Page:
by Alexei Laushkin
I have been mulling about time for awhile now. Specifically what is a Christian meaning of time?
Our lives seem so fast paced, always oriented towards the future, towards the goals and possibilities that will make things better, and if not the future sometimes drawn too far into the hectic present with its responsibilities and obligations, obligations that take most of our energy. The future often distracts us from the present and the present can seem too chaotic to navigate.
If we don’t have time to feel and we can’t fully orient into the future without become distracted in the present how do we make space and time for pain, disappointments, tragedies, death, significant changes, stresses, anxieties, brokenness, let alone celebration and joy, and the marrow of life itself. The timing all seems rather off, doesn’t it? Like someone decided to play a cruel joke on the ability to process and live life well. How often do we catch ourselves with awkward timing, joys that have no outlets, and disappointments that others can’t be bothered with.
When do we find the deep Christian meaning to it all? What is the Christian to do with Resurrection realities when the timing of our day to day seems so skewed.
If you follow popular evangelicalism, the answers seems to be simply live in a kind of perpetual Easter. See what Jesus has done and feel an emotional high along with us. Such an Easter mentality has very little to do with stillness or peace, and a lot to do with hyped up emotion and a certain kind of overcoming. Emotions and realities that have very little connection to a grounded present or fully alive future.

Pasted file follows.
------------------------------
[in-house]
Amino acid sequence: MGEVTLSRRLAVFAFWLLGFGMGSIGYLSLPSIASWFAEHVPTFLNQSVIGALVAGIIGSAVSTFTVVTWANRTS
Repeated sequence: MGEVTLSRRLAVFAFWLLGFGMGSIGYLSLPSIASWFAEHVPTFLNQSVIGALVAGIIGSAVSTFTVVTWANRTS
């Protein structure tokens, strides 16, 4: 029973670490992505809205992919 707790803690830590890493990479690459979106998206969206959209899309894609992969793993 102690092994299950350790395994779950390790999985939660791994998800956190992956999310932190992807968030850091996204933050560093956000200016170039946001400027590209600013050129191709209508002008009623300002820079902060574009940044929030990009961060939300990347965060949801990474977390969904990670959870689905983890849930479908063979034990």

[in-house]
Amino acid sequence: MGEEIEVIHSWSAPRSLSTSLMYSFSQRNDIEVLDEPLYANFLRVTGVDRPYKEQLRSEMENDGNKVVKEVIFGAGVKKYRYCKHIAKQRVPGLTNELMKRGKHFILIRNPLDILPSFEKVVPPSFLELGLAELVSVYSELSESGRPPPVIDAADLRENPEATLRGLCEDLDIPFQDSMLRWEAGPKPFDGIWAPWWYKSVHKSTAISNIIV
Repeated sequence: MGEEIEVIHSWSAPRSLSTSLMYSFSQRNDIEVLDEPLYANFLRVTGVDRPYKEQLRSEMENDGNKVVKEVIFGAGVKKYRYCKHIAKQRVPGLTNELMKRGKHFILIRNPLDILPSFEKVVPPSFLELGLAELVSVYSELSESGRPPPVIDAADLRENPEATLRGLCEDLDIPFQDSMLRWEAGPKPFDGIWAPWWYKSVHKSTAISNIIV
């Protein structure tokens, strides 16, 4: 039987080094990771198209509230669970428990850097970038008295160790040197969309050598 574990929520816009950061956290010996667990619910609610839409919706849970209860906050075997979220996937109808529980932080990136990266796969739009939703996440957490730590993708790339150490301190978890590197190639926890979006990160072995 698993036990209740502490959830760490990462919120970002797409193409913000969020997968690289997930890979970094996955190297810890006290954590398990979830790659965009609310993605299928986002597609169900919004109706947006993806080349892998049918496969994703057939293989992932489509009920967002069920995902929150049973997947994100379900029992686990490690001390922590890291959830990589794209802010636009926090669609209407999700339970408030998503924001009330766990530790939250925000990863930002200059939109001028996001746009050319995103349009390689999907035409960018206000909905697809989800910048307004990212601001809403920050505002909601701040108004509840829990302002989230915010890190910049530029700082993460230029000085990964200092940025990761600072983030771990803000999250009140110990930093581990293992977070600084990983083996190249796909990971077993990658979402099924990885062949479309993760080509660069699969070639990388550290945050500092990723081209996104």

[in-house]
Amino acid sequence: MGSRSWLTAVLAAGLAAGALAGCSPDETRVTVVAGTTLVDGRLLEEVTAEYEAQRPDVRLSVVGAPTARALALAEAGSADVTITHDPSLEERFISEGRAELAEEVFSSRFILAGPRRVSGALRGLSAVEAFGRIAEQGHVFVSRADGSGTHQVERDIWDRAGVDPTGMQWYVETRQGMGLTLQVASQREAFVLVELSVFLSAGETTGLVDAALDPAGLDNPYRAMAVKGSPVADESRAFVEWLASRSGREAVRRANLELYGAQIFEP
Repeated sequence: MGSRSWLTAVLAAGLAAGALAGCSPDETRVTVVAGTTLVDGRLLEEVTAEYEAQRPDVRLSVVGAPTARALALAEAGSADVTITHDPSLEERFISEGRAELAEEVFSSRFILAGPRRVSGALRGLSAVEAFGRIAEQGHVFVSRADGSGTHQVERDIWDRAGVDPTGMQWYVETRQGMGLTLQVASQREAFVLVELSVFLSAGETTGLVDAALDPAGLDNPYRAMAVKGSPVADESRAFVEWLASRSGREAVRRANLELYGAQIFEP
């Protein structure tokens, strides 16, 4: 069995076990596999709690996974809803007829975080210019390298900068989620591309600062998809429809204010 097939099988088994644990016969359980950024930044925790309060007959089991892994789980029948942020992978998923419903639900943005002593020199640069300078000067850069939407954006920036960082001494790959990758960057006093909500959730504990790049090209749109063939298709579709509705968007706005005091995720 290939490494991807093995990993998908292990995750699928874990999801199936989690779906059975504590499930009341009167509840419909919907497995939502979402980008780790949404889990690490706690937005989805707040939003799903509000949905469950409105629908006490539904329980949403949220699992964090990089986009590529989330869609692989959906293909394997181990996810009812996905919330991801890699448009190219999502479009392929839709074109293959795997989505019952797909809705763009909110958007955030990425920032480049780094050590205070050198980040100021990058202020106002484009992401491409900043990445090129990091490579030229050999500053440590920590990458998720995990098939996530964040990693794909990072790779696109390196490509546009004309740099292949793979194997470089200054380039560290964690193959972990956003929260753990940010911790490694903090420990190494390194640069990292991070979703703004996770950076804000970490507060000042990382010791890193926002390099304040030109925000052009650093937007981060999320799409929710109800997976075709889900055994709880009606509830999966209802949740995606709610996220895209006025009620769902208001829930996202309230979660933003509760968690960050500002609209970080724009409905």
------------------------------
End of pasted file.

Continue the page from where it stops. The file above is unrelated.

The consequence is if you simply fill your time with the latest Christian music or inspiration book you may end up feeling as disoriented as you began.
When I see the gospels, when I see the gospels lived out in other people and other Christian traditions, I see real transformation and heart change and all in a very non-scripted non-linear fashion. People whose circumstances have not changed, but whose inner life has. As St. Paul would say the outer wasting away is before, but the inner being renewed day by day. You can recognize a common contour of change, but all very unique circumstances and people. Very un-formulaic. Much more grace and prose, much less theologizing and ritual.
So, how do Christian make meaning out of time? How do we find meaning when there is difficulty and when we are so easily discouraged either personally or with the news of the day. Is there a Christian meaning to all the senselessness that comes at us from every direction. If we can’t escape into the future, or work ourselves up into the present, what are we left with?
We are left with reflections on the church calendar. With centuries of Christian witness and a way to mark our time, whether tragedies or joys, in a way that gives beauty, and space and a real meaning to be in the world but not of, not through detachment, but by marking our time in a rather different fashion.
We are currently in the season of Easter. 50 days to celebrate and meditate on joy and life and fullness. Its Easter, but it’s more than a day, it’s a focus point. You will have sorrows in this season, bad news, discouragement, difficulties, and joys, the point of the calendar isn’t to eliminate the negative, anymore than the point of Lent is to eliminate the positive, but to orient your focus towards the reality of Easter in light of your personal reality and the realities of the world.
Christians need to rethink what we consume in the news and what we look for in inspiration. We aren’t look for highs and lows, we are looking for Christian meaning, the joys and beauty of life as we follow the church calendar. This is Easter, can we see signs of the joy to come in the Pope’s generous expression of hospitality to Muslim Syrian refugees. Can we see signs of Easter in fresh worship and music in unexpected places, can we see the signs of Easter in the midst of our election season, and can we take a moment for joy and for laughter, and for the meaning of seasons and Christianity that does not decay with the ebbs and flow of life.
Alexei Laushkin is the Chair of the Board of the Kingdom Mission Society and Vice-President of the Evangelical Environmental Network. His views are his own.